Holy moly me oh my I could pee myself I'm so excited. The Bodylushious guest blogger for May the month of Sound is my very dear pal Phillipa Hiles, based all the way over in Nelson, New Zealand. Phillipa is a beacon of Joy, Play and doing shit that matters, and ever so bravely and courageously she uses her voice and supports others to use theirs.
We met over 20yrs ago in the days when we ventured to London on our OE, in fact we 'dossed' in a house together in Queens Park and slept on the floor alongside other travellers, all lined up like tinned sardines - IT WAS A TIME IN OUR LIVES WHERE WE STARTED TO FIND OUR WINGS!
Fast forward to 2021 where a massive big ocean separates us; nothing will come between our friendship, love and respect for each other. She's without a doubt my Sister from another Mr and it would take me the rest of my days to tell you all the fun and games we've shared together!
We share a love of musicals, going to see London West End productions of Les Miserable, Sound of Music, Saturday Night Fever, The Donkey Show, and on and on and on the list goes. OMG we had so much fun! Now you're a mum and you probably live very much in the 'daily grind'. What memories from all those lifetimes ago stick to your heart that you still carry with you today?
BC (Before Children) everything is remembered as a fun adventure. Our time dossing and living in London in our 20’s, earning money, cheap travel, lack of responsibilities, seeing the world, new loves and drunken nights were all major highlights. We lived, travelled and partied together. Experiencing life on the other side of the world, as baby adults, growing up together with a kiwi posse to play with . What a time!
You started a band called the 'Mapua Mother Pluckers', please share in your words why and how this all began.
7 years ago when we moved from Wellington (Capital city) to a South Island Village, Mapua, I met Suzy and Pip. They were new friends, and when I said “Wanna come and play ukelele?” they said “sure, until someone else wants to join you, then your on your own new friend” (something like that anyway). All these years later we are still mates, and still play together. The idea was an inclusive , relaxed group that played music together. We’ve had some amazing experiences playing. A lot of ouzo before we perform and a great sisterhood has developed.
We’ve played at a Ski-field. The Geraldine Ukulele festival (big time!) , yesterday we played at the Stoke Seniors Citizens' lunch. We have fun, and chat a lot.
COPD, Emphysema, Asthma, Chronic Bronchitis - all conditions you have dealt with in your work as a district nurse. Please share the inspiration behind the idea you had for bringing joy to people struggling with breath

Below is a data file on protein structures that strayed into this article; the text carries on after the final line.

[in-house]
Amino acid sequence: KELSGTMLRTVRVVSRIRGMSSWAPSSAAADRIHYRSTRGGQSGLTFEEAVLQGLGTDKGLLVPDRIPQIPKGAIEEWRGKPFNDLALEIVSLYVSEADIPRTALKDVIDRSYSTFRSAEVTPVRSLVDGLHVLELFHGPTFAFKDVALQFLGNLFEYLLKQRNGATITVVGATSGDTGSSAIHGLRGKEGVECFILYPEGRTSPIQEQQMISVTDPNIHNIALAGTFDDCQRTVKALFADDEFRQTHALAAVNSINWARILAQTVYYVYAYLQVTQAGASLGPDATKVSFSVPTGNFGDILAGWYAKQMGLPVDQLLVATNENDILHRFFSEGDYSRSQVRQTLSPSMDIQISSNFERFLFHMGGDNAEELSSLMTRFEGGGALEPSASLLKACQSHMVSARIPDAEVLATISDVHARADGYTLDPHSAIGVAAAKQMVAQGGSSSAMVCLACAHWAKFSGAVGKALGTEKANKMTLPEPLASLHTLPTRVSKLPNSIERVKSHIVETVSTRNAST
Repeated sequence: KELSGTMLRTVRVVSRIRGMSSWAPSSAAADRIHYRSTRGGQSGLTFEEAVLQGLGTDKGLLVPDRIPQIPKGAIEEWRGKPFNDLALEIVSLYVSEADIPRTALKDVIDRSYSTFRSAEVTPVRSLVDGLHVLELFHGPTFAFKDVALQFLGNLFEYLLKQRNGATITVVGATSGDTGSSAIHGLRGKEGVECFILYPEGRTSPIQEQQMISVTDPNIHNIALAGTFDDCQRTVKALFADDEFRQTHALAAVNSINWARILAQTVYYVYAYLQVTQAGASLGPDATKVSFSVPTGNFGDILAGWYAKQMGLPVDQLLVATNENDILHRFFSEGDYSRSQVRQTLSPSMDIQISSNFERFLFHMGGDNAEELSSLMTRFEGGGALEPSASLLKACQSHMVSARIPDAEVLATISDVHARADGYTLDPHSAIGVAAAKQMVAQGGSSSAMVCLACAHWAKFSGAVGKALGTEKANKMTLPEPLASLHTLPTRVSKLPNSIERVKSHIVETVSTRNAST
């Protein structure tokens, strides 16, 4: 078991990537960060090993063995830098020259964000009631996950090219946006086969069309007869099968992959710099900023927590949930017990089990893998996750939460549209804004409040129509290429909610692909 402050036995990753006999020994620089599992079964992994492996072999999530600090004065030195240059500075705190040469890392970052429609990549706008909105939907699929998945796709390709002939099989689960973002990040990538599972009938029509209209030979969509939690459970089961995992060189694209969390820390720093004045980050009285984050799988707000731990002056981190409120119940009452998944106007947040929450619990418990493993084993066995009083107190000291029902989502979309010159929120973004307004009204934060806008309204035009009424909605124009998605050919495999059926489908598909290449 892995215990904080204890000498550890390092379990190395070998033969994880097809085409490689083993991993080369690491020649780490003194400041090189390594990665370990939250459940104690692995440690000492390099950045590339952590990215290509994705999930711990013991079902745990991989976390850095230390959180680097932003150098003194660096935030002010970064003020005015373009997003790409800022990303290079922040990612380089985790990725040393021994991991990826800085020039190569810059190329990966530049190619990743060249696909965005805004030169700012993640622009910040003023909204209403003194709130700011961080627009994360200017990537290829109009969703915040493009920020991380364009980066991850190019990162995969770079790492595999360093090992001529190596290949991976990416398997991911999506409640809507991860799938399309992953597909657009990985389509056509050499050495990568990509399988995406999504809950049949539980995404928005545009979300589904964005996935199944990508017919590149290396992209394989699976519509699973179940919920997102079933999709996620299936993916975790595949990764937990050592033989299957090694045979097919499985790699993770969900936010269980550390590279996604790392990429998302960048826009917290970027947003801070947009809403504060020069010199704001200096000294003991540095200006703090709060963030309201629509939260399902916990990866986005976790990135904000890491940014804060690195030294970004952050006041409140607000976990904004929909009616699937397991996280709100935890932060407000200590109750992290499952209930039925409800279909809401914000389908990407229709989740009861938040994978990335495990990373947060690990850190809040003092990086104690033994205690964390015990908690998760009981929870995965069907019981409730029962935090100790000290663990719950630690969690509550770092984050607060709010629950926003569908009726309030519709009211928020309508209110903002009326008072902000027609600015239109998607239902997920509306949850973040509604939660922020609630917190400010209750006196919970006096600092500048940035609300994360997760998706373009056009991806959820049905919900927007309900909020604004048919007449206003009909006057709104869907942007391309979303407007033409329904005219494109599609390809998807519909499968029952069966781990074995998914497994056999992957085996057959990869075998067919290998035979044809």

Years ago I was a respiratory Nurse running exercise classes for people with respiratory disease (best job ever). Just as I was leaving that role, the respiratory team set up a Singing group called Sing Your Lungs Out (SYLO) - a singing group for people with chronic respiratory disease.
After moving to the South Island village I decided to create SYLO for the area. I found an amazing music teacher called Hillary Gregory and 5 years later we are still going strong, meeting on a Monday morning all year round. I make the tea. The group sing, enjoy companionship, have a giggle, with a byproduct of strengthening their lungs , (increasing respiratory output and quality of life). Its a simple formula, which works like magic.
No one talks about disease at SYLO. They just have fun, together. The highlight of their week they say. Pretty cool huh?
A passion for sound runs in the family, in fact you're married to a Sound Engineer who also gets pretty excited about sound. What role does sound play in the everyday lives of your family?
Consciously or not, there is a music soundtrack running through our lives. At small or big events it features. Cooking, driving, gardening, at the movies . Music for every occasion. Like now, I have cruisy Paul Simon on the go. In February at my father in law’s Tony's’ funeral, per his wish, Supertramp's “In the Quietest Moments” was played as a reflection piece. Chris Hiles (my hubby) set up exquisite sound. It seemed in that Wellington restaurant where the service was held, we were transported to the forest where the music begins. It was beautiful and moving. Perfect for Tony.
Two weeks later at my sister Angela’s, 50th birthday party , (Italian themed , the trip to Italy cancelled thanks to Covid) during the speeches to a packed house, my love-a-party mum cranked up Dean Martins “Thats Amore” (while sheets with the words were frantically being handed out). At first the crowd were looking at each other in horror but soon enough the vulnerability settled and everyone was singing enthusiastically and candidly to the words. It was a lovely, fun few minutes of love, connection and celebration, full of emotion with the whole room singing with Italian flair and gusto for Ange. The music helped make that party an extra special event. Thanks to Deano, my mum and the brave party goers.
After yesterdays, Stoke Senior Citizens Ukulele concert , I asked an elderly punter what he thought of music (research for these Questions!). He replied “Music is everything, especially in these times”. Seems to ring true for everyone, for all occasions big and small.
“Music is everything, especially in these times”.
You are an ambassador for living a life filled with Fun and Joy. Please share your top three tips on how to stay connected to living a life that enables you to access these areas.
Following what brings me peace and joy. See number 3.
Avoiding every thing that does not feel good to my intuition.
Deep, conscious Breathing. Other examples include;
Walking Nina the dog
Sea swimming (new obsession)
Playing Rummikub with anyone around who is keen
Connections with humans, animals, plants and particularly flowers
Inspiration quotes (hello Instagram)
Hanging with my boys
Snoozing in the sun.